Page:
Newspaper article International New York Times

E.P.A. Broke Law with Social Media Push for Water Rule, Auditor Finds

Newspaper article International New York Times

E.P.A. Broke Law with Social Media Push for Water Rule, Auditor Finds

Article excerpt

The agency essentially became a lobbyist for its clean-water cause by directing people to advocacy organizations, a watchdog agency said.

The Environmental Protection Agency engaged in "covert propaganda" and violated federal law when it blitzed social media to urge the public to back an Obama administration rule intended to better protect the nation's streams and surface waters, congressional auditors have concluded.

The ruling, by the Government Accountability Office, which opened its investigation after a report on the agency's practices in The New York Times, drew a bright line for federal agencies experimenting with social media about the perils of going too far to push a cause. Federal laws prohibit agencies from engaging in lobbying and propaganda.

"I can guarantee you that general counsels across the federal government are reading this report," said Michael Eric Hertz, a professor at the Benjamin N. Cardozo School of Law in New York who has written on social media and the government.

An E.P.A. official on Tuesday disputed the finding. "We use social media tools just like all organizations to stay connected and inform people across the country about our activities," Liz Purchia, an agency spokeswoman, said in a statement. "At no point did the E.P.A. encourage the public to contact Congress or any state legislature."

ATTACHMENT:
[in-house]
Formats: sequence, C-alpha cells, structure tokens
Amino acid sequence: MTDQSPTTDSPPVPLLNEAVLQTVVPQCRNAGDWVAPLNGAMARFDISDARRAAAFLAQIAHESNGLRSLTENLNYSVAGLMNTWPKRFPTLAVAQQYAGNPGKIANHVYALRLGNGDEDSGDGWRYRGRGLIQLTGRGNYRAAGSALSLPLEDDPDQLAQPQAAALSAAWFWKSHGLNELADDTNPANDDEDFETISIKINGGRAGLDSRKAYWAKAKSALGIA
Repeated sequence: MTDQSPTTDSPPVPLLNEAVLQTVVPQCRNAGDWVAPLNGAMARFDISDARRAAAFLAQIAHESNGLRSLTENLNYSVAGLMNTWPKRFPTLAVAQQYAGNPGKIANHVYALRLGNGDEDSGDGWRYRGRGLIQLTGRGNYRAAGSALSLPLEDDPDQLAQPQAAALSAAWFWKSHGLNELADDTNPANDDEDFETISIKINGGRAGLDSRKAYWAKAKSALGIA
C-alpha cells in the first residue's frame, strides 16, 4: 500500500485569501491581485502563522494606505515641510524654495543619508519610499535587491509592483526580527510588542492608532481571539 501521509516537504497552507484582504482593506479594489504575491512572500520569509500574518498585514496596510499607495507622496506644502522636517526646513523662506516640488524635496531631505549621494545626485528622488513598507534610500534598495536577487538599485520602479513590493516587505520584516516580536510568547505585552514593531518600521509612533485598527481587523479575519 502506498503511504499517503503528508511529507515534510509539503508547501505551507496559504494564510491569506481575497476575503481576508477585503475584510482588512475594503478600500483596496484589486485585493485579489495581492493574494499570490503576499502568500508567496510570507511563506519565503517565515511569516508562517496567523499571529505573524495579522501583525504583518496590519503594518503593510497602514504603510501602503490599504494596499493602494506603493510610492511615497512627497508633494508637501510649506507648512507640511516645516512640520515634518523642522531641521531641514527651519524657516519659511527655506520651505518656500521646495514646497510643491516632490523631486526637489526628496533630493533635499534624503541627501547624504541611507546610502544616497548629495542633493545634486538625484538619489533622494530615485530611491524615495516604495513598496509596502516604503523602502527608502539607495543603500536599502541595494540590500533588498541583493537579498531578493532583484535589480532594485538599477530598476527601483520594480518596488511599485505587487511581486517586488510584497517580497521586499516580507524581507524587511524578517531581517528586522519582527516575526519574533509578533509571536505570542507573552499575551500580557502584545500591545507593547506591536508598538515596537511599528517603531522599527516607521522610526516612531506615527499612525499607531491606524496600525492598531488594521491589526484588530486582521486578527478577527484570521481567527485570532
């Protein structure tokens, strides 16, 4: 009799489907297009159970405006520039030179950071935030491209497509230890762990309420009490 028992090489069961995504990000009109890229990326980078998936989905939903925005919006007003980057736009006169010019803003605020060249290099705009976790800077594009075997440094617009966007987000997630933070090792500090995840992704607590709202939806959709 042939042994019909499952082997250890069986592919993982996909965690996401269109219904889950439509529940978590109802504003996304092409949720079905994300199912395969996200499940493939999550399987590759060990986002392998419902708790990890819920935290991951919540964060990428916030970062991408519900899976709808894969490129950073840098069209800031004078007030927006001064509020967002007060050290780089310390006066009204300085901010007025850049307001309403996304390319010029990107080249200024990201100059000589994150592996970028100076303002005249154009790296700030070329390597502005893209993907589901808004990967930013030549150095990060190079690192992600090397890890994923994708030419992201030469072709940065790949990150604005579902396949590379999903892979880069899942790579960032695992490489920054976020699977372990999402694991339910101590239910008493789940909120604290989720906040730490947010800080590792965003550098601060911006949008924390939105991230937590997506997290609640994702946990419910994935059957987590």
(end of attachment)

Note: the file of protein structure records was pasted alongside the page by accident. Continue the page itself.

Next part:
But the legal opinion emerged just as Republican leaders moved to block the so-called Waters of the United States clean-water rule through an amendment to the enormous spending bill expected to pass in Congress this week. While the G.A.O.'s findings are unlikely to lead to civil or criminal penalties, they do offer Republicans a cudgel for this week's showdown.

"G.A.O.'s finding confirms what I have long suspected, that E.P.A. will go to extreme lengths and even violate the law to promote its activist environmental agenda," Senator James M. Inhofe, who heads the Senate Environment and Public Works Committee and seeks to block the rule, said in a statement on Monday. He decried "E.P.A.'s illegal attempts to manufacture public support for its Waters of the United States rule and sway congressional opinion."

The E.P.A. rolled out a social media campaign on Twitter, Facebook, YouTube, and even on more innovative tools such as Thunderclap, to counter opposition to its water rule, which effectively restricts how land near certain surface waters can be used. The agency said the rule would prevent pollution in drinking water sources. Farmers, business groups and Republicans have called the rule a flagrant case of government overreach.

The publicity campaign was part of a broader effort by the Obama administration to counter critics of its policies through social media tools, communicating directly with Americans and bypassing traditional news organizations. …

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